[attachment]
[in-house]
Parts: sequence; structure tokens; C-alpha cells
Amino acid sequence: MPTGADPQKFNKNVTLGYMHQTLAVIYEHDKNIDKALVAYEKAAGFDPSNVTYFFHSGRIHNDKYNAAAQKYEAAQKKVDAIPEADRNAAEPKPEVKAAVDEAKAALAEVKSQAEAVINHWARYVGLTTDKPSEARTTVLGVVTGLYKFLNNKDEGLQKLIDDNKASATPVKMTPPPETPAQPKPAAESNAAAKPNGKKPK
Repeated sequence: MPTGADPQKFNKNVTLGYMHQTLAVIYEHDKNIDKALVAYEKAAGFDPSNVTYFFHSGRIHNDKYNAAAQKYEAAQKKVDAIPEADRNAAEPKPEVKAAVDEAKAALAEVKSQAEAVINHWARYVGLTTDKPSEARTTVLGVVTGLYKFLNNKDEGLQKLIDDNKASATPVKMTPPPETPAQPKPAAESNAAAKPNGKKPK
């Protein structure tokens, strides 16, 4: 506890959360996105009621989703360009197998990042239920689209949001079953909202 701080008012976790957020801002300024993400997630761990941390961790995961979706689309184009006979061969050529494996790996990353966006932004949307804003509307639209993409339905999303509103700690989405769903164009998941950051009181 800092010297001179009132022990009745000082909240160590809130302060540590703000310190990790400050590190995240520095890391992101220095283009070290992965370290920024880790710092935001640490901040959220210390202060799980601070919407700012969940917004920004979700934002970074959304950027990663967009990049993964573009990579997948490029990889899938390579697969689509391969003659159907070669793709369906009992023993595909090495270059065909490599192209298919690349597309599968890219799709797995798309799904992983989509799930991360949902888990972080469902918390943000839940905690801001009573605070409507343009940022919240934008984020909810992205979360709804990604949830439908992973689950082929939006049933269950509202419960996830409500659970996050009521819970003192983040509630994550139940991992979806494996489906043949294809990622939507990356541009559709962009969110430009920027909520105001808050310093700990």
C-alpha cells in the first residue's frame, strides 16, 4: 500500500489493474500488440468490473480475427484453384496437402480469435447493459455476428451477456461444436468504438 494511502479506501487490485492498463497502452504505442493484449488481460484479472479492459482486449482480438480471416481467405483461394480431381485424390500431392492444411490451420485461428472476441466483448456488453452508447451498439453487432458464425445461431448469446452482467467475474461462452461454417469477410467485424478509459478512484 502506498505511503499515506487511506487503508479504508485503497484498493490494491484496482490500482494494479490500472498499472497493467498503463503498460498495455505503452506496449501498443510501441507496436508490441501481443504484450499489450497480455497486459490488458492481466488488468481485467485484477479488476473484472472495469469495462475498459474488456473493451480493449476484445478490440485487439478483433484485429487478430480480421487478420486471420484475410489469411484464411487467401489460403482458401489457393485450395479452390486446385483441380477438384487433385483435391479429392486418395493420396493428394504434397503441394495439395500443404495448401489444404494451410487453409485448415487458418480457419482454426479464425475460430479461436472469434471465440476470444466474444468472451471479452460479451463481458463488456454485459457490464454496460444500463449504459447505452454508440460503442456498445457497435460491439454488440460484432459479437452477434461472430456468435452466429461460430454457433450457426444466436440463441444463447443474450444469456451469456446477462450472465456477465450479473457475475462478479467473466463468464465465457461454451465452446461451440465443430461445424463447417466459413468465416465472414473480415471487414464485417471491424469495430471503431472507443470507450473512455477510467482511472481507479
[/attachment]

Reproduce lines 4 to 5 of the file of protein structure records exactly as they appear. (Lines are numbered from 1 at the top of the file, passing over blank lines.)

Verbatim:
Repeated sequence: MPTGADPQKFNKNVTLGYMHQTLAVIYEHDKNIDKALVAYEKAAGFDPSNVTYFFHSGRIHNDKYNAAAQKYEAAQKKVDAIPEADRNAAEPKPEVKAAVDEAKAALAEVKSQAEAVINHWARYVGLTTDKPSEARTTVLGVVTGLYKFLNNKDEGLQKLIDDNKASATPVKMTPPPETPAQPKPAAESNAAAKPNGKKPK
């Protein structure tokens, strides 16, 4: 506890959360996105009621989703360009197998990042239920689209949001079953909202 701080008012976790957020801002300024993400997630761990941390961790995961979706689309184009006979061969050529494996790996990353966006932004949307804003509307639209993409339905999303509103700690989405769903164009998941950051009181 800092010297001179009132022990009745000082909240160590809130302060540590703000310190990790400050590190995240520095890391992101220095283009070290992965370290920024880790710092935001640490901040959220210390202060799980601070919407700012969940917004920004979700934002970074959304950027990663967009990049993964573009990579997948490029990889899938390579697969689509391969003659159907070669793709369906009992023993595909090495270059065909490599192209298919690349597309599968890219799709797995798309799904992983989509799930991360949902888990972080469902918390943000839940905690801001009573605070409507343009940022919240934008984020909810992205979360709804990604949830439908992973689950082929939006049933269950509202419960996830409500659970996050009521819970003192983040509630994550139940991992979806494996489906043949294809990622939507990356541009559709962009969110430009920027909520105001808050310093700990």